It’s been several days since I have sat down to pour “bliss” into this “acupofbliss” blog. Right now, the name strikes me as incredibly ironic due to the nature of many of my recent blog posts. I’m afraid I’ve been a bit low on bliss.
Needless to say, my soul is still searching – perpetually – for bliss. Not just the warm and fuzzy bliss. Not just the happy and festive bliss. Rather, the deep, soul-filling wellspring of contentment and peace in the midst of adversity. Pour me some of that, please.
As my fingers still over the keyboard and I sip my second mocha espresso of the morning, I’m letting the lessons and rest of Christmas Break steep in my heart. Like a strong pot of tea. Like a steaming cup of joe. Musing over the warmth of God’s reassurance, I search for words to convey the beauty beginning to blossom in my spirit. Beauty born of trust. Beauty born of letting God be God. Beauty still so fragile in its newness.
A friend sent me a sweet note a few months ago that I have left sitting on my desk ever since. It contained this quote by Ralph Waldo Emerson: “All I have seen teaches me to trust the Creator for all I have not seen.” She had received the same encouraging words from a friend after she miscarried her first baby.
And so, I’m beginning to glean this truth: when we can’t see the light, we must learn to embrace the mystery of darkness. The mystery that breathed life into the void of nothingness on the first day of Creation. The mystery that crafted man from the dust of the ground. The mystery that stirred Salvation in Mary’s womb. The mystery that captured my sinful soul and washed me white as snow. The mystery that breaks forth in darkness, so that those who have been waiting in agony experience the birth of dawn. That mystery. That darkness. That light.
“For forty long years, God’s people daily eat manna – a substance whose name literally means “What is it?” Hungry, they choose to gather up that which is baffling. . . . They find soul-filling in the inexplicable. They eat the mystery.” ~Ann Voskamp, “One Thousand Gifts,” p. 22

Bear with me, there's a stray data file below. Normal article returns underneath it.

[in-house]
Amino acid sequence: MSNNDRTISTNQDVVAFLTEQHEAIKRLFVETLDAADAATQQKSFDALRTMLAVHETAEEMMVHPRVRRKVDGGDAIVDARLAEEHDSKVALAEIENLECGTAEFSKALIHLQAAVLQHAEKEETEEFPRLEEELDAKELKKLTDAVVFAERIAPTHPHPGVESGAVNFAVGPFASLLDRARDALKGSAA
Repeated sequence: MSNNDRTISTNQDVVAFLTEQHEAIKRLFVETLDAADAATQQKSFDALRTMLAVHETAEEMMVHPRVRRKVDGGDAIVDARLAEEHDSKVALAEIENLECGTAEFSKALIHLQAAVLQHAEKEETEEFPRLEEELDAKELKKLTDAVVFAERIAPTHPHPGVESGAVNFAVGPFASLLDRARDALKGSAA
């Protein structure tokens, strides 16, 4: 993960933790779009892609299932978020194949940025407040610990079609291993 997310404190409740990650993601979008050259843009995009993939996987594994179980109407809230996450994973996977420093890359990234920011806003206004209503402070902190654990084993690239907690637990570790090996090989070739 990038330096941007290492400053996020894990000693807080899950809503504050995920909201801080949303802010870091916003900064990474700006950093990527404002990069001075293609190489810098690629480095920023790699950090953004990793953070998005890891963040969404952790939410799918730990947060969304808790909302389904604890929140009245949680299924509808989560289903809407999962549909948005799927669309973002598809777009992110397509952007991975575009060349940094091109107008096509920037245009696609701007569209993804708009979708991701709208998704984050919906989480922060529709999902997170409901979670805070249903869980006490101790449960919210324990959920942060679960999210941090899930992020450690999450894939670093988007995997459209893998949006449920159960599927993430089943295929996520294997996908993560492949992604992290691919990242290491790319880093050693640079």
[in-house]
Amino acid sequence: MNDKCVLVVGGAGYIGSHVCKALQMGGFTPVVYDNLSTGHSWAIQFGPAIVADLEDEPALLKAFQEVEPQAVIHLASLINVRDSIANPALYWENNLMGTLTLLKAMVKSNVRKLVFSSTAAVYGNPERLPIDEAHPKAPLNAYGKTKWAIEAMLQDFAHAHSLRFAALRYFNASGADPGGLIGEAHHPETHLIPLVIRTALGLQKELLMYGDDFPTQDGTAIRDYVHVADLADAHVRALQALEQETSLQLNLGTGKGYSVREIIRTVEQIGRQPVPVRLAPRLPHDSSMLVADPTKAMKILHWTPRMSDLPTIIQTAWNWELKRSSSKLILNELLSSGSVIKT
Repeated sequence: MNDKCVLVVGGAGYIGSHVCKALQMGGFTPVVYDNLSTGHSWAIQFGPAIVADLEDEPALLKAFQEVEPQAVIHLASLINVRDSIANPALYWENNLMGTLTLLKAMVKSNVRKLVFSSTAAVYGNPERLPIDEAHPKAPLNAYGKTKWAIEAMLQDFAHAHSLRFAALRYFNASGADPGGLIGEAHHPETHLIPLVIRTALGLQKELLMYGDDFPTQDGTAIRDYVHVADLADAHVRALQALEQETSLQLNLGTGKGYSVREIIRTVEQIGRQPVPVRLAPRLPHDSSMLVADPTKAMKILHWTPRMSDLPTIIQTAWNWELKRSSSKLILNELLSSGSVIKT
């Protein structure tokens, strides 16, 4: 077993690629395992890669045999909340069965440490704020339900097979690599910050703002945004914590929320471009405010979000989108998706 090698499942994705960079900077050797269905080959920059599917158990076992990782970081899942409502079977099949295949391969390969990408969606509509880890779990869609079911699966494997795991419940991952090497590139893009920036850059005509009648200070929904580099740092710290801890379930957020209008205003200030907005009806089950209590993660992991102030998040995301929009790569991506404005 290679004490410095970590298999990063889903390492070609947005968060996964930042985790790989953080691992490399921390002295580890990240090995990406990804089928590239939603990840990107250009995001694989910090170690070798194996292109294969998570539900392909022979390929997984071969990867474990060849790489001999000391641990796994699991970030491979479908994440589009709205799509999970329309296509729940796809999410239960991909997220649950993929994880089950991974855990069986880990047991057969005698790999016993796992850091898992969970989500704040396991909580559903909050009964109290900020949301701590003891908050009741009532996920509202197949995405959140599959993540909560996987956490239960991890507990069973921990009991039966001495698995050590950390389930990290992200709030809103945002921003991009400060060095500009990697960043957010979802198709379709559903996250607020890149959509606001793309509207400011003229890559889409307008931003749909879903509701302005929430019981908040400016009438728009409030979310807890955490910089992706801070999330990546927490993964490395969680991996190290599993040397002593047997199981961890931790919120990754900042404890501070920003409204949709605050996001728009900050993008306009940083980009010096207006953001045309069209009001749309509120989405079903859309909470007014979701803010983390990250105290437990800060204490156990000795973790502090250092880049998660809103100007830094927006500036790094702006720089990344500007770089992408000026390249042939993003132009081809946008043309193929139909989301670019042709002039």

I don’t know about you, but many things have baffled my desire to understand, control, predict, and direct in the last several years. As I turn the page to 2012, the mystery is not over. Just as I would like to sink into the familiar and the comfortable, life changes again. David is going back to school. We don’t know where we are going to live or how exactly we are going to make ends meet. I don’t know what my job is going to look like. I don’t know how my dreams of getting pregnant fit into the upheaval soon to come. Life makes even less sense than it did several months ago. There seems to be more holes than patches in this tapestry God is weaving. And then, yesterday, on the plane ride between Louisville and Denver, I read this:
“That that which tears open our souls, those holes that splatter our sight, may actually become the thin, open places to see through the mess of this place to the heart-aching beauty beyond. To Him. To the God whom we endlessly crave.” ~Ann Voskamp, “One Thousand Gifts,” p. 22
To the God that we endlessly crave . . . I’ve got a lot of learning to do. A lot of beauty to see through the holes that tear open my soul and splatter my sight with confusion and frustration.
However, I think I am finally finding some measure of peace in the understanding that mystery is just that – the future unknown, wrapped in the assurance of God’s love for me. Mystery is only crippling when it is accompanied by fear.
Stop for a minute. “Selah” over that truth. What are we afraid of? Why? Does it not all stem from our deep-seated belief that God has forgotten about us, doesn’t care about our problems, doesn’t see fit to answer our prayers? Or, perhaps, He’s just overlooking the one thing that we know will seal our happiness? I can’t accept that lie any longer.
As I snuggled on the couch at my in-laws house and went jogging through the hilly back roads of Kentucky, God continued to speak to me. Not audibly. Not with the finality that I long for. But quietly. In whispers. In mystery. Reminding me. Singing over me. Assuring me of His magnitude, power, and love.
This morning I dug deep into the confines of my childhood hope chest and removed a baby blanket that I crocheted years ago. In hope. Full of dreams about motherhood. Throughout the pastel threads, prayers are woven for my future daughter. I didn’t doubt that God was going to give that good gift then. Why do I doubt so often now?
As Romans 4 states . . .
“16This is why the fulfillment of God’s promise depends entirely on trusting God and his way, and then simply embracing him and what he does. God’s promise arrives as pure gift. “